Judge questions whether Paul Manafort case should be part of Mueller's Russia probe

A U.S. federal judge in Virginia has sharply questioned the scope of Special Counsel Robert Mueller's prosecutorial powers as part of legal proceedings over President Donald Trump's former campaign manager Paul Manafort's efforts to dismiss an indictment against him.

Friday hearing concerned tax fraud allegations about Manafort, who is also charged separately in D.C.

President Donald Trump's former campaign manager Paul Manafort, left, arrives with his attorney Kevin Downing at U.S. District Court for a motions hearing Friday in Alexandria, Va. (Jonathan Ernst/Reuters)

A federal judge on Friday asked skeptical questions about special counsel Robert Mueller's authority to bring charges against former Trump campaign chairman Paul Manafort on tax and bank fraud charges.

Manafort's lawyers argued at a hearing in Alexandria, Va., that the charges are far afield from Mueller's mandate to investigate Russian meddling in the 2016 election and whether any collusion occurred.

Judge T.S. Ellis III said Mueller should not have "unfettered power" in his Russia probe. 

"I don't see what relationship this indictment has with what the special counsel is investigating," Ellis, a Ronald Reagan appointee, told government lawyers at Friday's hearing.

The Virginia indictment alleges Manafort hid tens of millions of dollars he earned advising pro-Russia politicians in Ukraine from the Internal Revenue Service, all occurring years before Donald Trump ran for president.

Under questioning from Ellis, government lawyers admitted that Manafort had been under investigation for years in the Eastern District of Virginia before Mueller was ever appointed special counsel. And Ellis said it was implausible to think that the charges against Manafort, which primarily concern his business dealings and tax returns from about 2005 through 2015, could have a real connection to Trump's 2016 presidential campaign.

Ellis suggested the real reason Mueller is pursuing Manafort is to pressure him to "sing" against Trump, though he also noted that such a strategy is a "time-honoured practice" for prosecutors and not necessarily illegal.

"You really care about wanting information you could get from Mr. Manafort that would relate to Mr. Trump and lead to his prosecution, or impeachment, or whatever," Ellis said.

Judge asks about probe's budget, scope

Government lawyer Michael Dreeben said the special counsel's mandate is broad, and that Manafort fits within that jurisdiction because of his connections to both the Trump campaign and to Ukrainian and Russian officials.

"We needed to understand and explore those relationships and follow the money where it led," Dreeben said.

Dreeben also argued that the Justice Department has broad discretion to set its own rules for what should be designated to the special counsel's jurisdiction, and that a judge has no role trying to regulate it.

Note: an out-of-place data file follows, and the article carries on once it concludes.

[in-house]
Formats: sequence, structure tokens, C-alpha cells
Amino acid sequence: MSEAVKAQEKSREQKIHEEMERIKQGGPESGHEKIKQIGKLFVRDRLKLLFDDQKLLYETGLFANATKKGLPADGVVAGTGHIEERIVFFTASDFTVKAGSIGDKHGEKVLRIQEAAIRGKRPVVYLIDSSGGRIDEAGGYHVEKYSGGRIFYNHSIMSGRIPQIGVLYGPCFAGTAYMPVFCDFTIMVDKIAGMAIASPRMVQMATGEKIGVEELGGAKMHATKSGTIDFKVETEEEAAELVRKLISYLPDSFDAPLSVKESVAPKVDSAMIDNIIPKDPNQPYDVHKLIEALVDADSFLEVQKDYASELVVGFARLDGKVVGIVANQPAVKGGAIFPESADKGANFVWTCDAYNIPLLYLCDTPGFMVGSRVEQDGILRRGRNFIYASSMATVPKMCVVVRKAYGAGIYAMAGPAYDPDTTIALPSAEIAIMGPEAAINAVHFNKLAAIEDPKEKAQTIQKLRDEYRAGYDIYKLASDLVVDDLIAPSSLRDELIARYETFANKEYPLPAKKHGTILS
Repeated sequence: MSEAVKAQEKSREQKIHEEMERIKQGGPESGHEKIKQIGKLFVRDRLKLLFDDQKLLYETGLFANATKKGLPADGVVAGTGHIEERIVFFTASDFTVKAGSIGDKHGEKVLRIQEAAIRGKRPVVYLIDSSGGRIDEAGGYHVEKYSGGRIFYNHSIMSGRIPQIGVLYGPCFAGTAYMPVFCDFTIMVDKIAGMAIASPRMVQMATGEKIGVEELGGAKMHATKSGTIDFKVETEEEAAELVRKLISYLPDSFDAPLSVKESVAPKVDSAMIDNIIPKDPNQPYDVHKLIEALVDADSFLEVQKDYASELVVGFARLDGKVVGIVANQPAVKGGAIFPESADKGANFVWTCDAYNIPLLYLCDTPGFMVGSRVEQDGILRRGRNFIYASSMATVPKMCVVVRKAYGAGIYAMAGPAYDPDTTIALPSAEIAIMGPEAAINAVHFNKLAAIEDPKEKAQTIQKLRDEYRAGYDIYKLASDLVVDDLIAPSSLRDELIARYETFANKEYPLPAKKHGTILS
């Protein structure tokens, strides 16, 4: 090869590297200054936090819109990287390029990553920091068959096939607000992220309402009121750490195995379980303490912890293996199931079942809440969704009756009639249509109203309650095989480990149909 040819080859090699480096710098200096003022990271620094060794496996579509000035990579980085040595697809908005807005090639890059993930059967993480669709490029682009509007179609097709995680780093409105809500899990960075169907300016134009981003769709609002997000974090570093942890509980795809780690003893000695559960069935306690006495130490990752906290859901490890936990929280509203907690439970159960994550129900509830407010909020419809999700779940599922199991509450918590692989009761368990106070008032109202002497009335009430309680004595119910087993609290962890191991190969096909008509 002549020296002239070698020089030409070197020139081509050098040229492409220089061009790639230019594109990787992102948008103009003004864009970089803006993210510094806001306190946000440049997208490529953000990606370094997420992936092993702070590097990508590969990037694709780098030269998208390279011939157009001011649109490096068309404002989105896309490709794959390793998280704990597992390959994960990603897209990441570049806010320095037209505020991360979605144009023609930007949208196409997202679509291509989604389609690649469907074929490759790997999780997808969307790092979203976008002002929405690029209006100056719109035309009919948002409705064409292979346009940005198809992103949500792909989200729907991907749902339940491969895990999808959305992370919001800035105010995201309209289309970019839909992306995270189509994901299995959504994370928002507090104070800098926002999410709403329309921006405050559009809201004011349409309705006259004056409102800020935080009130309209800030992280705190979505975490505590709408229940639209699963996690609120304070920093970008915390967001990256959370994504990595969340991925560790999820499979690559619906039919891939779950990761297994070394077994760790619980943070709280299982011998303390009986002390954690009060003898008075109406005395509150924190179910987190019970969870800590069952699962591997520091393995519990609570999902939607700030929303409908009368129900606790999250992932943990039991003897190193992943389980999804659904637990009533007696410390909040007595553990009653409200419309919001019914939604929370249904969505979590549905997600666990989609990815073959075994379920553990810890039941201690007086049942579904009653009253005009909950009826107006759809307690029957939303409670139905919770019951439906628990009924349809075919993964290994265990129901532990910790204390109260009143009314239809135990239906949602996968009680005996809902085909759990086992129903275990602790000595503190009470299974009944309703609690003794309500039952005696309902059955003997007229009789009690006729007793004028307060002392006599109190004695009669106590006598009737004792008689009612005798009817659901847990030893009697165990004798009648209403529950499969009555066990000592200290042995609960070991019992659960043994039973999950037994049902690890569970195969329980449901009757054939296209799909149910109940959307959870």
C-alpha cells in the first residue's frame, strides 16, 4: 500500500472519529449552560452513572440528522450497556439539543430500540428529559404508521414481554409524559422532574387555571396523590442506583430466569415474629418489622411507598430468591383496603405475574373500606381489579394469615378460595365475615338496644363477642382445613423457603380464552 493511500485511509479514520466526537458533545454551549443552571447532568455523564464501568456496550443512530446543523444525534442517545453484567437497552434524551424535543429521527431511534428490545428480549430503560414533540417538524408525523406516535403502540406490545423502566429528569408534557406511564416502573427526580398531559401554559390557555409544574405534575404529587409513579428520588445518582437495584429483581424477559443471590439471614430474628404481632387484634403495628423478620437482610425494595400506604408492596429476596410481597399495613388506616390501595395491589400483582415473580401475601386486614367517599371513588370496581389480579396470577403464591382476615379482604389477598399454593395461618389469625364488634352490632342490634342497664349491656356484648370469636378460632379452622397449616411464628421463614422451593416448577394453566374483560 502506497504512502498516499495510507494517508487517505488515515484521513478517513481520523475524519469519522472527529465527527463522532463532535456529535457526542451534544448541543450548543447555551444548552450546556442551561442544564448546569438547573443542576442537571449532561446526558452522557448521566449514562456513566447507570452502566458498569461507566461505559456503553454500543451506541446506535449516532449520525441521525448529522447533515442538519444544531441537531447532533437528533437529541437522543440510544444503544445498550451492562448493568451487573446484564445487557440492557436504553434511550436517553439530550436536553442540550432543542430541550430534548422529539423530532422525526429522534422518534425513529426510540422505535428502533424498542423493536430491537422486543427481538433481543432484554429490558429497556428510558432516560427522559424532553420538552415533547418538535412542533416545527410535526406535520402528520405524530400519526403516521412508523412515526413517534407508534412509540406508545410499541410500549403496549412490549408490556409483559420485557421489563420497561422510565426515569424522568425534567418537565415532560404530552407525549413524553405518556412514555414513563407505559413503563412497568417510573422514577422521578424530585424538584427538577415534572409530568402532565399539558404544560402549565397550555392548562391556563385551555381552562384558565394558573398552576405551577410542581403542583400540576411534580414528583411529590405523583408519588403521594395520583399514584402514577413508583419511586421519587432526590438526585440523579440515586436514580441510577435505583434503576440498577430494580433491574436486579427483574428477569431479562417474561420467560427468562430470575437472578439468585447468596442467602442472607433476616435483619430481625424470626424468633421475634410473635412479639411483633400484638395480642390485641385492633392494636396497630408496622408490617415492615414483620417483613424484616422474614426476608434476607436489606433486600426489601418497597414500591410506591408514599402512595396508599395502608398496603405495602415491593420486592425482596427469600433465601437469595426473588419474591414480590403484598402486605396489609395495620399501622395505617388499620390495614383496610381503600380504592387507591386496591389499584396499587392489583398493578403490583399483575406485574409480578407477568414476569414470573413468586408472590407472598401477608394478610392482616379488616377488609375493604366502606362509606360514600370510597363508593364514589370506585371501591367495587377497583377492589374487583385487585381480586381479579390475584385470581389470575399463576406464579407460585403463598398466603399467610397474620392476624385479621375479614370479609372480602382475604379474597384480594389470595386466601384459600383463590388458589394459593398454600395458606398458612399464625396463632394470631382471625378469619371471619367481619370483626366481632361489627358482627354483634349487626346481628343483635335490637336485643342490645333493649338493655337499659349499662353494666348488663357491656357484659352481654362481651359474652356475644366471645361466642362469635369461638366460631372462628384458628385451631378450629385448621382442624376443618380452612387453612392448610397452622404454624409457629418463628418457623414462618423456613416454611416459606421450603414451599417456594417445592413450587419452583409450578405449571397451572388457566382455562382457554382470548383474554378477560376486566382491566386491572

"We are the Justice Department," Dreeben said of the special counsel's office. "We are not separate from the Justice Department."

That argument provoked Ellis's ire to an extent and prompted him to question the wisdom of granting unfettered power to a special counsel with a $10 million US budget.

"I'm sure you're sensitive to the fact that the American people feel pretty strongly about no one having unfettered power," Ellis said.

He asked Dreeben whether the special counsel had already blown through its $10 million budget; Dreeben declined to answer.

Manafort's lawyer, Kevin Downing, has argued that a special counsel should be tightly constrained in how it operates. He noted that the law authorizing the special counsel was passed to replace the old independent counsel law, which was derided for allowing overbroad, yearslong investigations during the Reagan and Clinton administrations.

Downing has argued that the charges should be dismissed if Mueller lacked authority to bring them. Ellis, though, suggested another remedy would be to simply hand the case back to regular federal prosecutors.

Ellis withheld ruling on the motion and will issue a written ruling at a later date.

He also asked the special counsel's office to share privately with him a copy of Deputy Attorney General Rod Rosentein's August 2017 memo elaborating on the scope of Mueller's Russia probe. He said the current version he has has been heavily redacted.

The Virginia case had been scheduled for trial in July.

Manafort is also charged in the District of Columbia, accused of conspiring against the United States, conspiring to launder money and failing to register as a foreign agent when he lobbied for the pro-Russia Ukrainian government.

Manafort's lawyers made similar arguments seeking dismissal to the judge in the District. She has also not yet ruled on the motion.

The courtroom development came as Trump again told reporters he'd be eager to speak to Mueller as part of the probe. But he told them before departing for the National Rifle Association conference in Dallas that we would need to ensure that he'd be "treated fairly."

Speaking to reporters on the South Lawn on Friday, Trump again called the investigation into whether members of his campaign and transition team colluded with Russia a "witch hunt."

With files from Reuters